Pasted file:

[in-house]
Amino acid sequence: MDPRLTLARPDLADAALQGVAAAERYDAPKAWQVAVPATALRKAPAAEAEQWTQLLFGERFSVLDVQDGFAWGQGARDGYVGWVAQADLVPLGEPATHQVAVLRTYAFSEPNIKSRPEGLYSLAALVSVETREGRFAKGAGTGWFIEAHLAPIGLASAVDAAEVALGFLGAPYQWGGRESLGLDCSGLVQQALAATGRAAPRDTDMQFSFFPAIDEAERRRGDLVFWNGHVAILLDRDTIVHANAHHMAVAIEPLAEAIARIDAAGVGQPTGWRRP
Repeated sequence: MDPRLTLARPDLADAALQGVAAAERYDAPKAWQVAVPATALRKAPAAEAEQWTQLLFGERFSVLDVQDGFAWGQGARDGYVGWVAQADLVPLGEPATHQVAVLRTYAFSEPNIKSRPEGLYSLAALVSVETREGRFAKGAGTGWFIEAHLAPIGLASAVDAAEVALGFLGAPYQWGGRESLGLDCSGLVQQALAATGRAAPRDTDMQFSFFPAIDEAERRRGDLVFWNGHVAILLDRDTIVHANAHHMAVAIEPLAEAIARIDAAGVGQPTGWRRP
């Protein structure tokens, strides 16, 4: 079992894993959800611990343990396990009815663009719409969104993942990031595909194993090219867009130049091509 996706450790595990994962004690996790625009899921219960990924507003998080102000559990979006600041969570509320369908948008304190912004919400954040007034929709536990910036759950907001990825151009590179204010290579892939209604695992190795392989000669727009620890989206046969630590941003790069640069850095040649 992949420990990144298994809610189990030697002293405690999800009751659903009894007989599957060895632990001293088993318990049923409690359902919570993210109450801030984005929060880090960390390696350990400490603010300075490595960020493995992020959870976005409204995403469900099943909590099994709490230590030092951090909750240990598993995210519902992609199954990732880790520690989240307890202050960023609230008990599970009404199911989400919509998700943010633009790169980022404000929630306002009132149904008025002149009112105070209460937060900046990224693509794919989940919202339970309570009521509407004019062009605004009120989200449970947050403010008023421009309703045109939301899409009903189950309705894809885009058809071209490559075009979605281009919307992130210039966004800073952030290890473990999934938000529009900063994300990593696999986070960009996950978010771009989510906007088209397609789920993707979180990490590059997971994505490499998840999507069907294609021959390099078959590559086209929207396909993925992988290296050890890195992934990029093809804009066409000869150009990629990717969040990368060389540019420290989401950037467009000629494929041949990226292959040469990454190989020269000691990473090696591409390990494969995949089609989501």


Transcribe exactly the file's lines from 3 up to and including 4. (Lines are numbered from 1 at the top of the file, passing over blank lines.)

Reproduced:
Repeated sequence: MDPRLTLARPDLADAALQGVAAAERYDAPKAWQVAVPATALRKAPAAEAEQWTQLLFGERFSVLDVQDGFAWGQGARDGYVGWVAQADLVPLGEPATHQVAVLRTYAFSEPNIKSRPEGLYSLAALVSVETREGRFAKGAGTGWFIEAHLAPIGLASAVDAAEVALGFLGAPYQWGGRESLGLDCSGLVQQALAATGRAAPRDTDMQFSFFPAIDEAERRRGDLVFWNGHVAILLDRDTIVHANAHHMAVAIEPLAEAIARIDAAGVGQPTGWRRP
């Protein structure tokens, strides 16, 4: 079992894993959800611990343990396990009815663009719409969104993942990031595909194993090219867009130049091509 996706450790595990994962004690996790625009899921219960990924507003998080102000559990979006600041969570509320369908948008304190912004919400954040007034929709536990910036759950907001990825151009590179204010290579892939209604695992190795392989000669727009620890989206046969630590941003790069640069850095040649 992949420990990144298994809610189990030697002293405690999800009751659903009894007989599957060895632990001293088993318990049923409690359902919570993210109450801030984005929060880090960390390696350990400490603010300075490595960020493995992020959870976005409204995403469900099943909590099994709490230590030092951090909750240990598993995210519902992609199954990732880790520690989240307890202050960023609230008990599970009404199911989400919509998700943010633009790169980022404000929630306002009132149904008025002149009112105070209460937060900046990224693509794919989940919202339970309570009521509407004019062009605004009120989200449970947050403010008023421009309703045109939301899409009903189950309705894809885009058809071209490559075009979605281009919307992130210039966004800073952030290890473990999934938000529009900063994300990593696999986070960009996950978010771009989510906007088209397609789920993707979180990490590059997971994505490499998840999507069907294609021959390099078959590559086209929207396909993925992988290296050890890195992934990029093809804009066409000869150009990629990717969040990368060389540019420290989401950037467009000629494929041949990226292959040469990454190989020269000691990473090696591409390990494969995949089609989501």